Document Type : Full Research Paper


1 PhD Student, Biomaterial Group, Laboratory of Tissue Engineering, School of BioMedical Engineering, Amir Kabir University of Technology

2 M.Sc Student, Biomaterial Group, Laboratory of Tissue Engineering, School of BioMedical Engineering, Amir Kabir University of Technology

3 Assistant Professor, Biomaterial Group, School of BioMedical Engineering, Amir Kabir University of Technology

4 Professor, Razi Institute for Drug Research and Department of Pharmacology, Tehran University of Medical Sciences



Cell therapy based on cell encapsulation technology holds out the promise of the treatment of many diseases. The technology of cell encapsulation represents a strategy in which cells that secrete therapeutic products are immobilized and immunoprotected within polymeric and biocompatible carriers. Hydrogels - highly hydrated polymer networks- have ideal characteristics for this application because of good biocompatibility and mimicking natural ECM properties. They can homogeneously incorporate and suspend cells, growth factors, and other bioactive compounds. Temperature-sensitive hydrogels, which can form implants in situ in response to temperature change, from ambient to body temperature, have been extensively used in various cell encapsulation, and tissue repair. The objective of this study was preparation, Characterization and selection the optimum composition of agarose-gelatin blend hydrogel, for cell encapsulation application. In order to obtain hydrogel with appropriate properties, rheological, mechanical, and structural characteristics of obtained hydrogels were examined. Furthermore, the stability of samples was characterized by degradation and gelatin release measurements under physiological condition. Cell attachment and cytotoxicity analysis were also performed. Based on the results, hydrogel containing a 1:1 mixture of gelatin and agarose exhibited sol-to-gel transition near body temperature. Samples contain 50% agarose and more, exhibited mechanical integrity under physiological condition. Indentation test of the mechanical properties demonstrated viscoelastic behavior of the blend gelatin-agarose hydrogels under static load; however by increasing the agarose portion, hydrogel behaved more elastically. In vitro biocompatibility experiments showed undetectable cytotoxicity of the hydrogels. Also adding gelatin to agarose modified cell attachment behavior. The results of this study indicate the possibility of the potential use of prepared thermo-responsive agarose/gelatin conjugate with nearly same portion of two components as cell encapsulation carrier.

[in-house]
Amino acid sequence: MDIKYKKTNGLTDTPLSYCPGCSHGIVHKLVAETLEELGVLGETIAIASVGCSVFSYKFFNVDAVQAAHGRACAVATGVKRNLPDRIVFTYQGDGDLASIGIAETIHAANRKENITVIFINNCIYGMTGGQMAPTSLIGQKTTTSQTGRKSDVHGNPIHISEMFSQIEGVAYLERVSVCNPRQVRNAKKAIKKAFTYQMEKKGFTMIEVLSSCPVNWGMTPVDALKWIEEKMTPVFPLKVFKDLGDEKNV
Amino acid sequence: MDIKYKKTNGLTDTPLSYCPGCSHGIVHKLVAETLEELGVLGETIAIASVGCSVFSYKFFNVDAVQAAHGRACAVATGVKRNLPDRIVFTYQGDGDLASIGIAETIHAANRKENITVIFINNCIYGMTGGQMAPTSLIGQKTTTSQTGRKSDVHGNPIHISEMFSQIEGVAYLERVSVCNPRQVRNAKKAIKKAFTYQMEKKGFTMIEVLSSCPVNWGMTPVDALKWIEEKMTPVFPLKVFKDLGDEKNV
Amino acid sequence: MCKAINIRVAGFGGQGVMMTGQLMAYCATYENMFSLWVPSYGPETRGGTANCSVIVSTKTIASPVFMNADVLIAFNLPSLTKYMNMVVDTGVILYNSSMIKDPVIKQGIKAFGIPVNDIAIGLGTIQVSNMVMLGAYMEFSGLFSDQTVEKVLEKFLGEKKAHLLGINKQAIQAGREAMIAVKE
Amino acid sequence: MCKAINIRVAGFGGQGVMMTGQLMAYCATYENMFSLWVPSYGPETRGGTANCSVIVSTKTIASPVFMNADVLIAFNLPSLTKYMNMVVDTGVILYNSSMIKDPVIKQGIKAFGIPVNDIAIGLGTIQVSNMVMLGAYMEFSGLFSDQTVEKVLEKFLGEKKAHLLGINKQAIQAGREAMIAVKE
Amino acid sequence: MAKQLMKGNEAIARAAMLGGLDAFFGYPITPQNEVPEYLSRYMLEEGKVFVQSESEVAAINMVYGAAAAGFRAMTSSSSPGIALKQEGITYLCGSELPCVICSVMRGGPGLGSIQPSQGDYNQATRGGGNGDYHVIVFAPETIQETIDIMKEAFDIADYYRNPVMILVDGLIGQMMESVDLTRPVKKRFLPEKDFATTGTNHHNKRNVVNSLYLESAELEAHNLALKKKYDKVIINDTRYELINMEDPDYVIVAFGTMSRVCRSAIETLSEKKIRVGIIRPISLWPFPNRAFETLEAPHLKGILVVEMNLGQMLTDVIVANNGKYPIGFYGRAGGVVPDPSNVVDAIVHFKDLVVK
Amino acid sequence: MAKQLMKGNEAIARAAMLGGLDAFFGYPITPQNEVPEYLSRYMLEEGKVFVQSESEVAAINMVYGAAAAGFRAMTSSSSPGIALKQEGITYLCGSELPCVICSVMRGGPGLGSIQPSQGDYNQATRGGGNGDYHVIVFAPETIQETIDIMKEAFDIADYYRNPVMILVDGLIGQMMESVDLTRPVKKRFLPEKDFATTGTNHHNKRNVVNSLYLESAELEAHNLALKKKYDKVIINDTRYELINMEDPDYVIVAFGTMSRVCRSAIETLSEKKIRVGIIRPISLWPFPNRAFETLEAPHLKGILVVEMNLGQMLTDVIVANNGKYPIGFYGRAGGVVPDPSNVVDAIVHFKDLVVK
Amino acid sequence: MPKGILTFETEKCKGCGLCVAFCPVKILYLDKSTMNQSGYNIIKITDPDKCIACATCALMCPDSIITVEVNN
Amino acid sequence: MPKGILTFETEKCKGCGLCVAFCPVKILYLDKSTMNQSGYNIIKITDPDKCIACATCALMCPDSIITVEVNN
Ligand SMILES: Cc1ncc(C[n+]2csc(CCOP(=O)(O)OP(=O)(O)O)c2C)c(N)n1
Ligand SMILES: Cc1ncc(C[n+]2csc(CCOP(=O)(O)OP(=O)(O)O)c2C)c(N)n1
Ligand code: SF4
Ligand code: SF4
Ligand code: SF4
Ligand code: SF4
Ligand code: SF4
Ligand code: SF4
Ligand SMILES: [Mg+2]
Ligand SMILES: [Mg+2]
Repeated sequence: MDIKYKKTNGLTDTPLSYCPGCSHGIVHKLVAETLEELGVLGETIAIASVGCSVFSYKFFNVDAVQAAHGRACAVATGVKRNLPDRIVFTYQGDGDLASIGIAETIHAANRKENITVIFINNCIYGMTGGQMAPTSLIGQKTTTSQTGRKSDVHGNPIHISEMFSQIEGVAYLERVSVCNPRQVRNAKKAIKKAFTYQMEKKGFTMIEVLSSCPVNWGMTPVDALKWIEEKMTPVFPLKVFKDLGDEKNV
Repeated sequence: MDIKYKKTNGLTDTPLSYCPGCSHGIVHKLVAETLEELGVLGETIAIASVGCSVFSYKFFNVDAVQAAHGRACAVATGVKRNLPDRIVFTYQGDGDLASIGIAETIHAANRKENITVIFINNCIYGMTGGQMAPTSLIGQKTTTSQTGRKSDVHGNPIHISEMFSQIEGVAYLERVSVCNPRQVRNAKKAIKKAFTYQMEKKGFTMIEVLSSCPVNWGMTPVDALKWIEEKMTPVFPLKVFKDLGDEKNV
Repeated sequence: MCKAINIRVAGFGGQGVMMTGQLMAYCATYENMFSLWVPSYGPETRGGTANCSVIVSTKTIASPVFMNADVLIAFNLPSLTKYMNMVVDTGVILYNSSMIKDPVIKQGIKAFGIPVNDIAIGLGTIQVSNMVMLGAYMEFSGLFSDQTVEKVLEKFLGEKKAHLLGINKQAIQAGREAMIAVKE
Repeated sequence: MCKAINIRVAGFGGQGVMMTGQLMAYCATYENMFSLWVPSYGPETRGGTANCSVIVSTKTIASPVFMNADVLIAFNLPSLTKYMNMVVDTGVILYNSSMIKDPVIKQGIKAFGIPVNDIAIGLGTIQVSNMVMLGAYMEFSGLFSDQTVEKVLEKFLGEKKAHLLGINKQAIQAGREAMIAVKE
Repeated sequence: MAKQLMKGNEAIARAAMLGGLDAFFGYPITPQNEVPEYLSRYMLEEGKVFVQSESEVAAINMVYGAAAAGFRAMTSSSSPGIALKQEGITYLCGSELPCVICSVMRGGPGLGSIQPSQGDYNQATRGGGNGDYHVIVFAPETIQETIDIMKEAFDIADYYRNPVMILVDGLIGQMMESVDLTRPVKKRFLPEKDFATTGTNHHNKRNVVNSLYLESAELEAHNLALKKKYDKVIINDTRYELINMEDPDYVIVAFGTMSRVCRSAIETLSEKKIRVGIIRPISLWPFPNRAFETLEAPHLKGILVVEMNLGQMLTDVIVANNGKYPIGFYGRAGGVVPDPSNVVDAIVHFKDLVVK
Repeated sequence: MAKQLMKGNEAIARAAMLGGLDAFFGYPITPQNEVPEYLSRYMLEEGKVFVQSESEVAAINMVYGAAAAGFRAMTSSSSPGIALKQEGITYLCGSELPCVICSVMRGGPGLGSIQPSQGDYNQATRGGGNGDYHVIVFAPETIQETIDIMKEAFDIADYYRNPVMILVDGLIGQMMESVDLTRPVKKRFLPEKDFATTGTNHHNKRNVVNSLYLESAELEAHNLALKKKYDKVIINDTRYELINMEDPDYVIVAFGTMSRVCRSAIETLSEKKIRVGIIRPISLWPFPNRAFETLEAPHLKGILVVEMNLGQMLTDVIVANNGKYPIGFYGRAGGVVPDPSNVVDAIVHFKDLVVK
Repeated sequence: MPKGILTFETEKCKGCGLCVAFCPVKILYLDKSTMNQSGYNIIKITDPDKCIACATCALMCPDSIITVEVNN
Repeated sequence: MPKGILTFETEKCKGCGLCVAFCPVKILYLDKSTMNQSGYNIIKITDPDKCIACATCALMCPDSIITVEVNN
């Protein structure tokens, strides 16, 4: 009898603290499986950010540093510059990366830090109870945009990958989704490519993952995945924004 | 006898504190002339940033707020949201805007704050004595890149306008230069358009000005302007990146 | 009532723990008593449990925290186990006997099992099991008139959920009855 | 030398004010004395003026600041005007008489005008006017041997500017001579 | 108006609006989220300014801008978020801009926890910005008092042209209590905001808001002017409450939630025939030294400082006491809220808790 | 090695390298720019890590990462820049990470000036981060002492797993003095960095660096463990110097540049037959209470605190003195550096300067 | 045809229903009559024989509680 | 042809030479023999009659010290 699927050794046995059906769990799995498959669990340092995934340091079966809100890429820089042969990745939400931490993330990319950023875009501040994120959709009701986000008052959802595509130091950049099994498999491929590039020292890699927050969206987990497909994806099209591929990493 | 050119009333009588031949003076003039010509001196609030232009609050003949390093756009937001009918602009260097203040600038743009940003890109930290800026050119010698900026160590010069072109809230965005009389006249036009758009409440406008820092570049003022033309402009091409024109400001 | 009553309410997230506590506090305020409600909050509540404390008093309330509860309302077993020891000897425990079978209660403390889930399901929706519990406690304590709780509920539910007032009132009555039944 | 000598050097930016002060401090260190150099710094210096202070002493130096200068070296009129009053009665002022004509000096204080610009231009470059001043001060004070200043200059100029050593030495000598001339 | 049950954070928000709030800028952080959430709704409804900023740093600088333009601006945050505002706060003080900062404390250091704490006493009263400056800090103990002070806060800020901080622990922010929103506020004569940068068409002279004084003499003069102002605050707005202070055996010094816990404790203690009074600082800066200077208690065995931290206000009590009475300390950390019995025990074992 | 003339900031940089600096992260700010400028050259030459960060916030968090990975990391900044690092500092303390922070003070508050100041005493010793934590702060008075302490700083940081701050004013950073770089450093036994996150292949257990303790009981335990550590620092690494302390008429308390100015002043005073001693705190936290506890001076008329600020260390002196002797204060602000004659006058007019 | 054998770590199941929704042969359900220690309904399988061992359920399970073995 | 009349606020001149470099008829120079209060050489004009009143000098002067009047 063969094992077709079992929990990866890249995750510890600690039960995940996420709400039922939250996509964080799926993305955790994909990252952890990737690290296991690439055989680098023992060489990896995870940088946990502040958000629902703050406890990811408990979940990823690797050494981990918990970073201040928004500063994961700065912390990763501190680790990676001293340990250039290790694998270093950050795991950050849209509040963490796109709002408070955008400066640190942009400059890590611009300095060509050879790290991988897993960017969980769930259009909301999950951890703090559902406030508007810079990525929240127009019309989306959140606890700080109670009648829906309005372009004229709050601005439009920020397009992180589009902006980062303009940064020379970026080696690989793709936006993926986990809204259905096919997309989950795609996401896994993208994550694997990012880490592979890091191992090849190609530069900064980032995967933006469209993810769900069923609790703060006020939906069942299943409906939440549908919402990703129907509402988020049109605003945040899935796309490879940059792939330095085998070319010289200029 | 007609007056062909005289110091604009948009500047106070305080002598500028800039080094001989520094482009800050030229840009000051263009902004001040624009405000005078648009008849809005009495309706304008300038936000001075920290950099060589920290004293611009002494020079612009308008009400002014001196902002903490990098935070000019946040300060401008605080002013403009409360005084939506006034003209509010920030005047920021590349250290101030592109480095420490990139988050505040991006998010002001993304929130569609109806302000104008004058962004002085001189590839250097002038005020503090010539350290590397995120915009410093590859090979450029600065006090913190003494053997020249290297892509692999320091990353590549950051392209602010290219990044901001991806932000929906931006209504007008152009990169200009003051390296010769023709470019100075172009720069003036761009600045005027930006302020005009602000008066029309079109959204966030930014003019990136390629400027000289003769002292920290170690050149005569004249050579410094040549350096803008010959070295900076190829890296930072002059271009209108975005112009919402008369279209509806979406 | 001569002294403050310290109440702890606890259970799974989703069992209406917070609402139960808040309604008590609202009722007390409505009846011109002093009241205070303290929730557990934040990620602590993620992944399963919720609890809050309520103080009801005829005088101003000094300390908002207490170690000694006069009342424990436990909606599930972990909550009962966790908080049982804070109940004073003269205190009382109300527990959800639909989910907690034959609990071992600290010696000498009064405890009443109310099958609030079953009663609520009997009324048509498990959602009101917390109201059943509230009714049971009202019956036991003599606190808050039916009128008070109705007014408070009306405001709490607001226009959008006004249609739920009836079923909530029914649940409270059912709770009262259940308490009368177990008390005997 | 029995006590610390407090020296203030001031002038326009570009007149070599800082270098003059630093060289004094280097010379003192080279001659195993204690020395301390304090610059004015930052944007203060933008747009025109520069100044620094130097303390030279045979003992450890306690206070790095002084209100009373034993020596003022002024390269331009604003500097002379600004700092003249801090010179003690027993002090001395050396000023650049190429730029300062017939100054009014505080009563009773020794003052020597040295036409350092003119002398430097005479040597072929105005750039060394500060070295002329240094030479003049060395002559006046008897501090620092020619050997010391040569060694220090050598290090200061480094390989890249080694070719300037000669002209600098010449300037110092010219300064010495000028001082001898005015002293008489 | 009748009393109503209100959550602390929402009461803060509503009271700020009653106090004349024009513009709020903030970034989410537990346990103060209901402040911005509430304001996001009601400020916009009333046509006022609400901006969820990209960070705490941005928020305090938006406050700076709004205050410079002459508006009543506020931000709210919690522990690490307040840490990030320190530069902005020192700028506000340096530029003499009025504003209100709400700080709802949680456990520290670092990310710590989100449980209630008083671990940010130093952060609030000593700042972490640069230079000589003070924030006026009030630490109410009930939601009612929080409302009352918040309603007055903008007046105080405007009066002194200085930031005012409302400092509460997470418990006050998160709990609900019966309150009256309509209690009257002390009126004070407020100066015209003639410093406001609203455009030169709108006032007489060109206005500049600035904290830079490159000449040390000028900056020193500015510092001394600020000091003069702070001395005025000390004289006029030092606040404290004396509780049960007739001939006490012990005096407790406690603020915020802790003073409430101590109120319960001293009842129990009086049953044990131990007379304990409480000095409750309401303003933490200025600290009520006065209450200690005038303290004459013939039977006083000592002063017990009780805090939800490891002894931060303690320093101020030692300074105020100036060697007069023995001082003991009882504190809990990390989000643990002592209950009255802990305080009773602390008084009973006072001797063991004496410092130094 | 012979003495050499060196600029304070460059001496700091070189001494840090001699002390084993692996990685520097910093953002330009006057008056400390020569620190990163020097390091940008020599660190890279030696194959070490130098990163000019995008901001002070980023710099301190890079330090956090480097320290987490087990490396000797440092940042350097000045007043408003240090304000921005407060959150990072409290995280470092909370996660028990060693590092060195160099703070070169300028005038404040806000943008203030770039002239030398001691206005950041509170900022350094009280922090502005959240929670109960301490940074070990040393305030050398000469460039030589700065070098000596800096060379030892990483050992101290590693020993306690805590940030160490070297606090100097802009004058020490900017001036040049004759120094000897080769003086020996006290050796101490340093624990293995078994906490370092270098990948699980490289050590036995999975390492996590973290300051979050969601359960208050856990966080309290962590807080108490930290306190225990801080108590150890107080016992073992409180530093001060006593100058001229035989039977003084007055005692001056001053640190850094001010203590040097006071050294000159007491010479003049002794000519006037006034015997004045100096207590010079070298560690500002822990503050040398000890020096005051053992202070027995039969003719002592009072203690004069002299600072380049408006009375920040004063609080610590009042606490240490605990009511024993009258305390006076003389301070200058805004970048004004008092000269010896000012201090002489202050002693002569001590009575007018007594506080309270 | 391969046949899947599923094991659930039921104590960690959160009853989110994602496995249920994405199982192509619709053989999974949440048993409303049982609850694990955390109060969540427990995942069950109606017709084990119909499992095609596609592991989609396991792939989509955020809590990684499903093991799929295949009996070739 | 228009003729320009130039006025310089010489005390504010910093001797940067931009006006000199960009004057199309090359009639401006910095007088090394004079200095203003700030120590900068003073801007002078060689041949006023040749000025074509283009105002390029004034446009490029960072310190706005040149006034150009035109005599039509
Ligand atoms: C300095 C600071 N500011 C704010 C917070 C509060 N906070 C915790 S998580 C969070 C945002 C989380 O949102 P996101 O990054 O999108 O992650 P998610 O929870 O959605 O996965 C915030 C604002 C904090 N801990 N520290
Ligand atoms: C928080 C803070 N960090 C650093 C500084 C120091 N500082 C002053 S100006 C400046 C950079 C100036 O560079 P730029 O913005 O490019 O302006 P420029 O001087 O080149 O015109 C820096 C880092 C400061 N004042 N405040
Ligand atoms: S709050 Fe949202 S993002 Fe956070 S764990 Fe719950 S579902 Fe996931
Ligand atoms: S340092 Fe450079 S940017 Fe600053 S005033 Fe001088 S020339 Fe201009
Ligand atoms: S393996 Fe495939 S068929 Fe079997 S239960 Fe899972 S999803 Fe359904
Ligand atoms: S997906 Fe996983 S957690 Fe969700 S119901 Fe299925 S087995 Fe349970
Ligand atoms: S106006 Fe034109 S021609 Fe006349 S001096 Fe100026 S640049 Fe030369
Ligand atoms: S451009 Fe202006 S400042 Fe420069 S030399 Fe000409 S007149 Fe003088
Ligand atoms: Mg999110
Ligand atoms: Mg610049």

Main Subjects

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